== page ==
Acute disruption of glucagon secretion or action does not improve glucose tolerance in an insulin-deficient mouse model of diabetes
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Aims/hypothesis: Normal glucose metab. depends on pancreatic secretion of insulin and glucagon. The bihormonal hypothesis states that while lack of insulin leads to glucose underutilization, glucagon excess is the principal factor in diabetic glucose overprodn. A recent study reported that streptozotocin-treated glucagon receptor knockout mice have normal glucose tolerance. We investigated the impact of acute disruption of glucagon secretin or action in a mouse model of severe diabetes by three different approaches: (1) alpha cell elimination; (2) glucagon immunoneutralisation; and (3) glucagon receptor antagonism, in order to evaluate the effect of these on glucose tolerance. Methods: Severe diabetes was induced in transgenic and wild-type mice by streptozotocin. Glucose metab. was investigated using OGTT in transgenic mice with the human diphtheria toxin receptor expressed in proglucagon producing cells allowing for diphtheria toxin (DT)-induced alpha cell ablation and in mice treated with either a specific high affinity glucagon antibody or a specific glucagon receptor antagonist. Results: Near-total alpha cell elimination was induced in transgenic mice upon DT administration and resulted in a massive decrease in pancreatic glucagon content. Oral glucose tolerance in diabetic mice was neither affected by glucagon immunoneutralisation, glucagon receptor antagonism, nor alpha cell removal, but did not deteriorate further compared with mice with intact alpha cell mass. Conclusions/interpretation: Disruption of glucagon action/secretion did not improve glucose tolerance in diabetic mice. Near-total alpha cell elimination may have prevented further deterioration. Our findings support insulin lack as the major factor underlying hyperglycemia in beta cell-deficient diabetes. [on SciFinder(R)]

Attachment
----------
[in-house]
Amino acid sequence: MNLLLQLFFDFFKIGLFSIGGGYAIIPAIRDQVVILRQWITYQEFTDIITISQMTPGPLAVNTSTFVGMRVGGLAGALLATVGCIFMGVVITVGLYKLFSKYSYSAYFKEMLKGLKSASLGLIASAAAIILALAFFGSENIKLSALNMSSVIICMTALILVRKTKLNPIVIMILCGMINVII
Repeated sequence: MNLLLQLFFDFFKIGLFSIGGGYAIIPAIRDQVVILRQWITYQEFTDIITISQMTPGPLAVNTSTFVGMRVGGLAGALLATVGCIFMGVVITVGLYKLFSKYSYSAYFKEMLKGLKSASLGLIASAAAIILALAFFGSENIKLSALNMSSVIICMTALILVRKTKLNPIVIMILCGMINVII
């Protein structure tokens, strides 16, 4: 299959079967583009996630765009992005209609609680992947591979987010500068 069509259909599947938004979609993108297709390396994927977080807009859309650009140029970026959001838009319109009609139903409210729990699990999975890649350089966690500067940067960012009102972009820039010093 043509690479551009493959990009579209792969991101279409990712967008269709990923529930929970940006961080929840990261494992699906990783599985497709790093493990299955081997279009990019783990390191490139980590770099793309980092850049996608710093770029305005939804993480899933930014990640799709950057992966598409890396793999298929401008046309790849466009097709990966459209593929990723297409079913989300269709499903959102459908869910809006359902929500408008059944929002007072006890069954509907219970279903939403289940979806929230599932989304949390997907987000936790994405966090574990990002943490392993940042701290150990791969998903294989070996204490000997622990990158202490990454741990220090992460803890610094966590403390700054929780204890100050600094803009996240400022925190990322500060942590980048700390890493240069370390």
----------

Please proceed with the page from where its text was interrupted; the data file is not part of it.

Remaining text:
|Number of pages||8|
|Publication status||Published - 2016|
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CAPLUS AN 2015:1829020(Journal)